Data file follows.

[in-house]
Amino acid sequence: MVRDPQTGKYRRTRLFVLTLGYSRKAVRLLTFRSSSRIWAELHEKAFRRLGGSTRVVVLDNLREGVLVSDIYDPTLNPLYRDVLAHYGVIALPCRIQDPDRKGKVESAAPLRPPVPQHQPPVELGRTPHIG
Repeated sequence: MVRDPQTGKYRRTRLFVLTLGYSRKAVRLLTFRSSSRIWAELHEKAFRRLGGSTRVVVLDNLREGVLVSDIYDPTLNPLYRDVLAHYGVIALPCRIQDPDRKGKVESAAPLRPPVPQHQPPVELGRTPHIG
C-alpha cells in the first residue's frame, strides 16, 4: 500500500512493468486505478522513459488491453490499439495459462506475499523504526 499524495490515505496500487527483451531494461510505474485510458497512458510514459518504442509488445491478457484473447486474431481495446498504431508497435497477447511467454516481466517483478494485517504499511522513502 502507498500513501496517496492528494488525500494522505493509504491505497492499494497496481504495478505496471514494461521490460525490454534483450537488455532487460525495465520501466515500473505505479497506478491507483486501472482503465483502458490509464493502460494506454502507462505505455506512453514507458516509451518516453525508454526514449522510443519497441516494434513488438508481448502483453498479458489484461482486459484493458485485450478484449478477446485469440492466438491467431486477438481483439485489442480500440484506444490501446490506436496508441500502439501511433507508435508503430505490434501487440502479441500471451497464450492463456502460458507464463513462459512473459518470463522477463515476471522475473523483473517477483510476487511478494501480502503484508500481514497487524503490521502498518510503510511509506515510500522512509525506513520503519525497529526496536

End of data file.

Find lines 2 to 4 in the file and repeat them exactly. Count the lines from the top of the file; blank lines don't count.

Amino acid sequence: MVRDPQTGKYRRTRLFVLTLGYSRKAVRLLTFRSSSRIWAELHEKAFRRLGGSTRVVVLDNLREGVLVSDIYDPTLNPLYRDVLAHYGVIALPCRIQDPDRKGKVESAAPLRPPVPQHQPPVELGRTPHIG
Repeated sequence: MVRDPQTGKYRRTRLFVLTLGYSRKAVRLLTFRSSSRIWAELHEKAFRRLGGSTRVVVLDNLREGVLVSDIYDPTLNPLYRDVLAHYGVIALPCRIQDPDRKGKVESAAPLRPPVPQHQPPVELGRTPHIG
C-alpha cells in the first residue's frame, strides 16, 4: 500500500512493468486505478522513459488491453490499439495459462506475499523504526 499524495490515505496500487527483451531494461510505474485510458497512458510514459518504442509488445491478457484473447486474431481495446498504431508497435497477447511467454516481466517483478494485517504499511522513502 502507498500513501496517496492528494488525500494522505493509504491505497492499494497496481504495478505496471514494461521490460525490454534483450537488455532487460525495465520501466515500473505505479497506478491507483486501472482503465483502458490509464493502460494506454502507462505505455506512453514507458516509451518516453525508454526514449522510443519497441516494434513488438508481448502483453498479458489484461482486459484493458485485450478484449478477446485469440492466438491467431486477438481483439485489442480500440484506444490501446490506436496508441500502439501511433507508435508503430505490434501487440502479441500471451497464450492463456502460458507464463513462459512473459518470463522477463515476471522475473523483473517477483510476487511478494501480502503484508500481514497487524503490521502498518510503510511509506515510500522512509525506513520503519525497529526496536